ORCID Identifier(s)


Graduation Semester and Year




Document Type


Degree Name

Doctor of Philosophy in Civil Engineering


Civil Engineering

First Advisor

Anand Puppala


Transportation infrastructure, such as roads, embankments, bridges, railroads, airports, docks, and canals, serve as pathways for the mobility of people, goods, and services, and form the backbone of cities and communities. The construction, operation, and rehabilitation of these facilities put significant strain on the local, state, and federal agencies, including depletion of natural resources, and contributing to the global carbon footprint and greenhouse gas emissions. Further, these features stimulate anthropocentric development in a region which affects the land-use patterns and influences the demography of communities. In recent years, most transportation infrastructure are typically designed to withstand external and internal disturbances without considerable loss of functionality over time while enhancing sustainability elements in every phase of the design. Geotechnics, being an integral element of almost every such infrastructure feature and development, can be leveraged to enhance the sustainability and resilience of the transportation network. Sustainability focuses on socio-economic impacts and environmental stewardship, while resilience is the capacity of a system to withstand, recover, and adapt to extreme events. Though efforts are being made to incorporate sustainable and resilient design and construction practices in most of the development projects or new initiatives, limited research has been conducted to develop a unified methodology that evaluates both the sustainability and resilience of transportation infrastructure systems. A number of models, metrics, benchmarks and charts have been developed to assess the sustainability of such systems, however, in the majority of these models, the concept of resilience is sequestered from sustainability. This research study presents a multi-criteria quantitative framework for a combined assessment of the relative sustainability and resilience of geotechnical design alternatives for a transportation infrastructure. Measures or metrics of both sustainability and resilience and how they can be addressed together during the design, planning, and construction stages are the major focus points of this study. The framework also establishes the relative threshold indices depicting the suitability of a project. A pictographic representation of the sustainability and resilience elements is effected through the study. The framework provides a powerful decision-making tool to engineers, owners, state and federal agencies, and other stakeholders for selection of appropriate design or construction alternatives while balancing both the sustainability and resilience aspects.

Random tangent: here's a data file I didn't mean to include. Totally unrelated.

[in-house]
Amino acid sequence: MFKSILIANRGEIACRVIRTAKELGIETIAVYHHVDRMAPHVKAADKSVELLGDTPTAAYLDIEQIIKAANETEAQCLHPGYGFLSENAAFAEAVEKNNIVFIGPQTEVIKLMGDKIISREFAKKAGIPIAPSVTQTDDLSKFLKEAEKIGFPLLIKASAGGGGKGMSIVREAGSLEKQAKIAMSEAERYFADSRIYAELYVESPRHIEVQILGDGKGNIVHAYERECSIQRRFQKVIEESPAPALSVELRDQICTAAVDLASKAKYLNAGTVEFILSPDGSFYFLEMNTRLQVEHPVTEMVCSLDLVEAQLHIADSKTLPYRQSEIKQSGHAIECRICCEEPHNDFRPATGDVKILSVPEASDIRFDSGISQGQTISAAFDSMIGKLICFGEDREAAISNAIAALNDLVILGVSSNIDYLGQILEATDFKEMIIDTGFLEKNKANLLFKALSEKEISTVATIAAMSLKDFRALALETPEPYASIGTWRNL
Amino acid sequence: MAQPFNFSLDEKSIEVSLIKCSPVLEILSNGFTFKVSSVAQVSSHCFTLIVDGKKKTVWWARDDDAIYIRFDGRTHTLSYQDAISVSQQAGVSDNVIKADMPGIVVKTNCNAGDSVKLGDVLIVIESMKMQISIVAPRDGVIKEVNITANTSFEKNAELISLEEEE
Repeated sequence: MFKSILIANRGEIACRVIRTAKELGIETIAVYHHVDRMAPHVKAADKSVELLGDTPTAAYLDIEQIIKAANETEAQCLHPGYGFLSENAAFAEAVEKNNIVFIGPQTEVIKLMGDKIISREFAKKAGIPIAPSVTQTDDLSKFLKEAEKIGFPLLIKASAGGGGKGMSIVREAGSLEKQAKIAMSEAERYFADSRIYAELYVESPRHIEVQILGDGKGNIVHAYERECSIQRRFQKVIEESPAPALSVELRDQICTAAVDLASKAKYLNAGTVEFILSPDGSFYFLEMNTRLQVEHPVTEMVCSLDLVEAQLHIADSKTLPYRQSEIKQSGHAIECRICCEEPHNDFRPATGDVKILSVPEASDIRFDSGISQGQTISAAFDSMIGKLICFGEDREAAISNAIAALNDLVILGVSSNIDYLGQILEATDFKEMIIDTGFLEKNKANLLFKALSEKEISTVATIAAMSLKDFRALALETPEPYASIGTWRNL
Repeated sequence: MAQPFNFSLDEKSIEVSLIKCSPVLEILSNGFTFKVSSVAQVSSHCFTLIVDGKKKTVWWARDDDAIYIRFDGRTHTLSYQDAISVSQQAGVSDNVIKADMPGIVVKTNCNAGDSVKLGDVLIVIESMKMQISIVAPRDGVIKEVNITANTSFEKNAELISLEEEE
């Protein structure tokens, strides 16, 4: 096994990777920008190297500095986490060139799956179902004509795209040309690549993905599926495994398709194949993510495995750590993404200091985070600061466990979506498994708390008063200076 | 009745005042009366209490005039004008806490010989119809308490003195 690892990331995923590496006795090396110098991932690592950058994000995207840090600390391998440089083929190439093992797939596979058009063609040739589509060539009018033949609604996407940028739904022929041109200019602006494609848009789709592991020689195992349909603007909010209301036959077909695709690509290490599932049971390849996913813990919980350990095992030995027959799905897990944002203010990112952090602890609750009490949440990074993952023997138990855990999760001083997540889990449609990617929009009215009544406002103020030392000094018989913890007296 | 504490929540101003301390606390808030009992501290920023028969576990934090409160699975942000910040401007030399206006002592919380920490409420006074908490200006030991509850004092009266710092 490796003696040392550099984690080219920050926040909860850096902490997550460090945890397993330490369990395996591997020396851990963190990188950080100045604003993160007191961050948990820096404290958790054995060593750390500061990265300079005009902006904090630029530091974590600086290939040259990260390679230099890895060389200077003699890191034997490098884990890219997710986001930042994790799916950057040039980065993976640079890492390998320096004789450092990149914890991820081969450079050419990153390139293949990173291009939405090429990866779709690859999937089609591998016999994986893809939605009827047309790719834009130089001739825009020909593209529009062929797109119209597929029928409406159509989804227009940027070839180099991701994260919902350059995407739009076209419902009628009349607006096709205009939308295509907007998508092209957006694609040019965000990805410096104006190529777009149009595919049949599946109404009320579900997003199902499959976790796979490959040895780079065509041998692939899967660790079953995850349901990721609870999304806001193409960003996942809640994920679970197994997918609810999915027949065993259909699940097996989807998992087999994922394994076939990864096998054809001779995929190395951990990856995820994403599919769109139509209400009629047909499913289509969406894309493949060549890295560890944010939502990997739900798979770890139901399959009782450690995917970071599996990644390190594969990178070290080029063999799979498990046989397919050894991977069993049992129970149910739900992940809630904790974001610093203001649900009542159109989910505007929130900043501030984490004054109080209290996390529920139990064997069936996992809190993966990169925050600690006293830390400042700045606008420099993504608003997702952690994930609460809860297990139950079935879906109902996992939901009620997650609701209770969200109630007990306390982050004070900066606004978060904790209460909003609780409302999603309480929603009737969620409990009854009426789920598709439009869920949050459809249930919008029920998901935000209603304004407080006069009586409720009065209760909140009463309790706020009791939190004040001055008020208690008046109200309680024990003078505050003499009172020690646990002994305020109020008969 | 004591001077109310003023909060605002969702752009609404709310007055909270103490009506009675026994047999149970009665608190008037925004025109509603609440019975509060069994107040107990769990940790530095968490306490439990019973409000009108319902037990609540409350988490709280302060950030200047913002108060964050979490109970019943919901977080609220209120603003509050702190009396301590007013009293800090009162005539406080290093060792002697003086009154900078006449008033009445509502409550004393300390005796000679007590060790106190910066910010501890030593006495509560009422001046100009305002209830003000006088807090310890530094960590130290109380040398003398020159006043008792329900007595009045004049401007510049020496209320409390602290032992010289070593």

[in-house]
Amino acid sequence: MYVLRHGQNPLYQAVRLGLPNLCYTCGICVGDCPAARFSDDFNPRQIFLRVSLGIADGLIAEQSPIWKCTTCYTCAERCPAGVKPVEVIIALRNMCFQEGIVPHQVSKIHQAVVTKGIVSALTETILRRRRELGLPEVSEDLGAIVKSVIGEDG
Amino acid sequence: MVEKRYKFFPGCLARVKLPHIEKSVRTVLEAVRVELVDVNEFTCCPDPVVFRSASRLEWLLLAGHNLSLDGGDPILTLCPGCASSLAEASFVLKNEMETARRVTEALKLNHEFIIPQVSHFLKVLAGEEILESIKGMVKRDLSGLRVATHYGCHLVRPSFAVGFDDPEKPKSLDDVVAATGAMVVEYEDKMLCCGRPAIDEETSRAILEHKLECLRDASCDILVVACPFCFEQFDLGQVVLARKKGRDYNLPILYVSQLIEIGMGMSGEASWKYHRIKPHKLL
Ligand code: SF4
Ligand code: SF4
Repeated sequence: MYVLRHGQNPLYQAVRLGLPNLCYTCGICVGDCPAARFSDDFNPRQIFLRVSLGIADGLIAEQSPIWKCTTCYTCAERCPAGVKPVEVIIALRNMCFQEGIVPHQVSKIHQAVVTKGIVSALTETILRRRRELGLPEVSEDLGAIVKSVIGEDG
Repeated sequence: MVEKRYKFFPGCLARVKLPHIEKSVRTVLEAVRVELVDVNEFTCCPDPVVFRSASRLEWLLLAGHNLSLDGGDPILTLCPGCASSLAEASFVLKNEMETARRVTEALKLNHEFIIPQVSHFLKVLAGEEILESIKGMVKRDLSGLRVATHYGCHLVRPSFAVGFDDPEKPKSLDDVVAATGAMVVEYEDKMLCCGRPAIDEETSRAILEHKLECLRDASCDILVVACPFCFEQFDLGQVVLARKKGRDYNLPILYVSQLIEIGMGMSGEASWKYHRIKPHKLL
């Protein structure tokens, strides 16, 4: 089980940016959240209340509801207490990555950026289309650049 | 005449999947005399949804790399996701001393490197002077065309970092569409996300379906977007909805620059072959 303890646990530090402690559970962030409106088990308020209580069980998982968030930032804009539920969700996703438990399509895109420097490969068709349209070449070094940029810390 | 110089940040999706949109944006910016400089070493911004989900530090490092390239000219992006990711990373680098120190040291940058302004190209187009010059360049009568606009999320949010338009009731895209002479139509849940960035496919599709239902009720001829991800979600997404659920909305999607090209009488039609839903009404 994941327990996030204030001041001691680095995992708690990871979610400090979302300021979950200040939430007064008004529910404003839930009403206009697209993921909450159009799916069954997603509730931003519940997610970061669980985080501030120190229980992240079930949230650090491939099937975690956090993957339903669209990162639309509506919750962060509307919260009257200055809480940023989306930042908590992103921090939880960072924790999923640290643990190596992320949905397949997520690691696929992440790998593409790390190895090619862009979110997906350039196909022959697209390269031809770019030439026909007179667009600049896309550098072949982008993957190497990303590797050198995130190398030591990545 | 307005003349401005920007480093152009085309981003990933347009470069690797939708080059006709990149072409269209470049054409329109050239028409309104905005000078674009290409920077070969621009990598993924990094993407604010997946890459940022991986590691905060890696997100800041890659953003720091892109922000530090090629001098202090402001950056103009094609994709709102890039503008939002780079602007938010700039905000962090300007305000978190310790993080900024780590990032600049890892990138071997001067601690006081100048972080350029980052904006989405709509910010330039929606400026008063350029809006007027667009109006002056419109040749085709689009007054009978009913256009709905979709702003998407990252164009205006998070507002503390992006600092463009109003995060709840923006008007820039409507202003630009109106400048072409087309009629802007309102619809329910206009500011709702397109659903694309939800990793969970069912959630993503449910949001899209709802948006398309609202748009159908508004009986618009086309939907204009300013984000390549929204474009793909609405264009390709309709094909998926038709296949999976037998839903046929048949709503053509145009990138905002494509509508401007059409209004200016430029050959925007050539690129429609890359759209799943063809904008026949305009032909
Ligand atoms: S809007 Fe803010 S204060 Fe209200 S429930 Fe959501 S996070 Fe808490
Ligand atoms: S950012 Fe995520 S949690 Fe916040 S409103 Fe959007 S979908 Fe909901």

Sustainability, Resilience, Life cycle assessment, Pavement, Bridge settlement, Dam, Surficial slope stabilization


Civil and Environmental Engineering | Civil Engineering | Engineering


Degree granted by The University of Texas at Arlington